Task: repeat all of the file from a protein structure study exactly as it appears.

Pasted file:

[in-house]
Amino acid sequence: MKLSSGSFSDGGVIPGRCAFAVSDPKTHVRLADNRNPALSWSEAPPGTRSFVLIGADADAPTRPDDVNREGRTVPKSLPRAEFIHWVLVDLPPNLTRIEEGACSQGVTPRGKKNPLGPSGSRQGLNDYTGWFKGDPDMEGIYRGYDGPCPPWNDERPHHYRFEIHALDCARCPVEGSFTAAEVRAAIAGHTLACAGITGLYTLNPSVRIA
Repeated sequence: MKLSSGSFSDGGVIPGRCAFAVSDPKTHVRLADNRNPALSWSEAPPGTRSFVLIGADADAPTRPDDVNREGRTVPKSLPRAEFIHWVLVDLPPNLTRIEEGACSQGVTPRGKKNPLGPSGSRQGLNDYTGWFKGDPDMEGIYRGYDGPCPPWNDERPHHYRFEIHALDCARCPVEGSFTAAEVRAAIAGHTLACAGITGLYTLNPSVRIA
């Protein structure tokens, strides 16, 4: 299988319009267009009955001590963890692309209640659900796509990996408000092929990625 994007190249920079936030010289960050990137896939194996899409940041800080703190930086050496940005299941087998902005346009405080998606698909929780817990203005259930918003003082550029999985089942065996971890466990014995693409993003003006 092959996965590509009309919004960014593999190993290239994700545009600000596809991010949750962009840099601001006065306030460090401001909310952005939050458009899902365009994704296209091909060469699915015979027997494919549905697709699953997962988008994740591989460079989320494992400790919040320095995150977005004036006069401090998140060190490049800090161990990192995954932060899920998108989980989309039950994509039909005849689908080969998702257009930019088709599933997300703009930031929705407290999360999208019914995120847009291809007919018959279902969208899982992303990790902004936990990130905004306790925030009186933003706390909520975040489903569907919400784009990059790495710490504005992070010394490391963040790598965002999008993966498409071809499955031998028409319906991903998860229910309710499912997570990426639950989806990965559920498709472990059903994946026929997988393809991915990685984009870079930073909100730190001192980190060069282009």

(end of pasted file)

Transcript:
[in-house]
Amino acid sequence: MKLSSGSFSDGGVIPGRCAFAVSDPKTHVRLADNRNPALSWSEAPPGTRSFVLIGADADAPTRPDDVNREGRTVPKSLPRAEFIHWVLVDLPPNLTRIEEGACSQGVTPRGKKNPLGPSGSRQGLNDYTGWFKGDPDMEGIYRGYDGPCPPWNDERPHHYRFEIHALDCARCPVEGSFTAAEVRAAIAGHTLACAGITGLYTLNPSVRIA
Repeated sequence: MKLSSGSFSDGGVIPGRCAFAVSDPKTHVRLADNRNPALSWSEAPPGTRSFVLIGADADAPTRPDDVNREGRTVPKSLPRAEFIHWVLVDLPPNLTRIEEGACSQGVTPRGKKNPLGPSGSRQGLNDYTGWFKGDPDMEGIYRGYDGPCPPWNDERPHHYRFEIHALDCARCPVEGSFTAAEVRAAIAGHTLACAGITGLYTLNPSVRIA
């Protein structure tokens, strides 16, 4: 299988319009267009009955001590963890692309209640659900796509990996408000092929990625 994007190249920079936030010289960050990137896939194996899409940041800080703190930086050496940005299941087998902005346009405080998606698909929780817990203005259930918003003082550029999985089942065996971890466990014995693409993003003006 092959996965590509009309919004960014593999190993290239994700545009600000596809991010949750962009840099601001006065306030460090401001909310952005939050458009899902365009994704296209091909060469699915015979027997494919549905697709699953997962988008994740591989460079989320494992400790919040320095995150977005004036006069401090998140060190490049800090161990990192995954932060899920998108989980989309039950994509039909005849689908080969998702257009930019088709599933997300703009930031929705407290999360999208019914995120847009291809007919018959279902969208899982992303990790902004936990990130905004306790925030009186933003706390909520975040489903569907919400784009990059790495710490504005992070010394490391963040790598965002999008993966498409071809499955031998028409319906991903998860229910309710499912997570990426639950989806990965559920498709472990059903994946026929997988393809991915990685984009870079930073909100730190001192980190060069282009």